(note to all you gals considering a pixie crop, just remember: grow out is a bitch).

The look we now call Mod originated in swinging 1960s London and was basically the invention of one woman: Mary Quant.

Mary was hailed a fashion pioneer for her stark, streamlined silhouettes, the use of black, white, and primary colors, and an over all futuristic feel. With Twiggy as her muse, dresses got shorter, boots higher, shoes flatter, and hair, whether long or short, most definitely sleeker.

Key pieces include: flat boots, square stacked-heel shoes, stovepipe black pants, mini-skirts, turtleneck sweaters, wide-legged jeans, knit sweater dresses, swing/shift/a-line dresses, and statement coats of all kinds.

Modern day Mod is being reinterpreted by designers like Norma Kamali and Diane Von Furstenberg, here:

A certain Mod vibe seems to cling to a few Young Hollywood celebs as well, like Emma Stone and Zooey Deschanel.

Realizing that I don't have a single thing in my closet that makes me look like a stewardess on the next flight to Mars, I nonetheless gave it the ol' college try with something in the signature Mod palette, black and white:

LL Bean cashmere turtleneck sweater, Banana Republic hounds tooth pencil skirt, New York and Company belt, Hue tights, Söft booties.

Do Mods live in Minnesota? They do? Good, then maybe this outfit qualifies.

Isabella Bird leather car coat, LL Bean cashmere turtleneck, Seven for All Mankind bootleg jeans, Gianni Bini boots, adjustable Lia Sophia pendant necklace.

My attempt at an Anne Margaret vibe. Only minus the Anne Margaret.

BCBG sweater, adjustable Lia Sophia pendant necklace, CAbi black stovepipe jeans, Calvin Klein silver snakeskin slingbacks.

Statement coated:

And knit dressed:

CAbi wool "Shakespeare" coat, Garnet Hill wool sweater dress, brushed metal and elastic belt, Hue textured tights, Børn riding boots.

And, finally, as close as I could come to the signature Mod look: A-line or swing-shaped dress, tights, and stacked-heel shoes:

BCBG silk shift dress, Hue tights, Gianni Bini black leather peep toe pumps.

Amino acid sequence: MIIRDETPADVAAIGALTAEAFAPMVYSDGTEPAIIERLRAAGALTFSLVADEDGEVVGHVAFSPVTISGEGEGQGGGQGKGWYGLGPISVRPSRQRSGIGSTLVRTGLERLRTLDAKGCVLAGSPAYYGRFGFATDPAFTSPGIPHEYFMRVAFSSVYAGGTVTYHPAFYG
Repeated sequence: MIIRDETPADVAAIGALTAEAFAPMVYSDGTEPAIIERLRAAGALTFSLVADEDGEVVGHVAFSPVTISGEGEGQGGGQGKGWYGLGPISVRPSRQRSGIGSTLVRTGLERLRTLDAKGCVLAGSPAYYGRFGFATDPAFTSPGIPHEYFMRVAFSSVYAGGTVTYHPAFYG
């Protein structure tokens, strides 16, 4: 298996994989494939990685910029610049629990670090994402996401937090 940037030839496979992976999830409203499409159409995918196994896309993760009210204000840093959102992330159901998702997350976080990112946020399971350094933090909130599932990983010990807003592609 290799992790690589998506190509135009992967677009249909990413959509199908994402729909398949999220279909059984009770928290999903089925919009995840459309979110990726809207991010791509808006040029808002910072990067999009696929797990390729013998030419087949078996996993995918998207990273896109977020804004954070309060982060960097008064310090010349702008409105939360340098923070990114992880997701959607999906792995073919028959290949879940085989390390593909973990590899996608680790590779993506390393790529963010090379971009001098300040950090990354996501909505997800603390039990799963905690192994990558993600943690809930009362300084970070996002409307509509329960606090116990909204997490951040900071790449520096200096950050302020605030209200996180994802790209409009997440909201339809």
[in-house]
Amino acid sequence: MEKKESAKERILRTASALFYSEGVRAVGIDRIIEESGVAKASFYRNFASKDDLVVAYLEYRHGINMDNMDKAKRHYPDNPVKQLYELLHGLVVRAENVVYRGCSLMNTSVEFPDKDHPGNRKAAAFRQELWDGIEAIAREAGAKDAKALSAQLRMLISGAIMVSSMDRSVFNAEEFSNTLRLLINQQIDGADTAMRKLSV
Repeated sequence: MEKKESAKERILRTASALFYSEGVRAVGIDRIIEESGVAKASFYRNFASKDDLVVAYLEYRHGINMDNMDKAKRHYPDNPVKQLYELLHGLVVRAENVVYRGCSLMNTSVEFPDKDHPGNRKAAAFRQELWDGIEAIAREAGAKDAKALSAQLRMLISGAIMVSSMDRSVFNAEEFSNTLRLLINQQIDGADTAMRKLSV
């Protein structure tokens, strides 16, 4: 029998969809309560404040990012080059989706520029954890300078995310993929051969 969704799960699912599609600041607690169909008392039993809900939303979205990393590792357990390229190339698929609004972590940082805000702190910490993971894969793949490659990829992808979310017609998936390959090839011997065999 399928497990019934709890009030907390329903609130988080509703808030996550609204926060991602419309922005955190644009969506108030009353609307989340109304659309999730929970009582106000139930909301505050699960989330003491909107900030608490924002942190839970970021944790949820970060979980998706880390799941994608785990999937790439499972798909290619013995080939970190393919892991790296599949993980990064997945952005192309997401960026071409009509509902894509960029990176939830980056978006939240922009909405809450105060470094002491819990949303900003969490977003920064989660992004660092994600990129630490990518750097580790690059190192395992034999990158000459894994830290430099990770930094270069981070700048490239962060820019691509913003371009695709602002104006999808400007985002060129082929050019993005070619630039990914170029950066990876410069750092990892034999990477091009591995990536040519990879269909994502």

While none of these outfits are anything that I wouldn't necessarily wear, neither do I think they are really Mod in the fullest sense of the word. To me, Mod carries with it a definite costumey vibe, which is probably why it's the one style I find myself least drawn to.

Up next: Pirate and Moi do Arty Slick.

Wednesday, November 3, 2010

shapeless things

While Moi is away slaving over a hot laptop, we'll take a break from the Lucky throw-down to pique your interest in a trend we've been watching closely: the poncho.

Yes, I said poncho.

The first image in my head when I see that word is the $10 acrylic thing I bought in Juarez one lost weekend. It had llamas on it and a fringe. It fell past my knees and smelled of lanolin. I felt like Clint Eastwood when I wore it. My kids have ponchos in their wardrobes too. They are the single most favored winter clothing items they own, probably because it's the equivalent of wearing a blankie in public. I can totally get behind this trend, I know on some days I'd love to wear my blankie to work too.

The new poncho bears no resemblance to the old hippie picnic blanket that doubles as a tent. It is no longer a crocheted square with a hole for your head. It does not smell like patchouli, and it is not a woolen muumuu.

The new trend in poncho is shorter and slimmer construction , showing off your waist and creating a longer silhouette. It is chic and refined, and sometimes calls itself a capelet, or shrug.

Land's End Heritage Capelet

Not a llama in sight.

BCBG Faux Fur Shrug

Be warned: these pieces look like knitted sacks on a rack, but once on, they look chic and cozy with boots, leggings, and pretty much any shirt you like underneath.

Anthropologie Thousand Words poncho

You can also totally change the look of your favorite sheath dress by throwing one of these warm fuzzies over the top.
Forever 21 Looped Poncho

Like my old Mexican hippie find, the new ponchos in trend-ville are not expensive, although they can be tricky to find. I skipped over one on a sales rack because it looked like a disheveled pile of yarn. I happened to see someone else trying one on and saw how awesomely it worked, right away.

If you spot one, be fearless: go try out this new trend, and let us know what you think.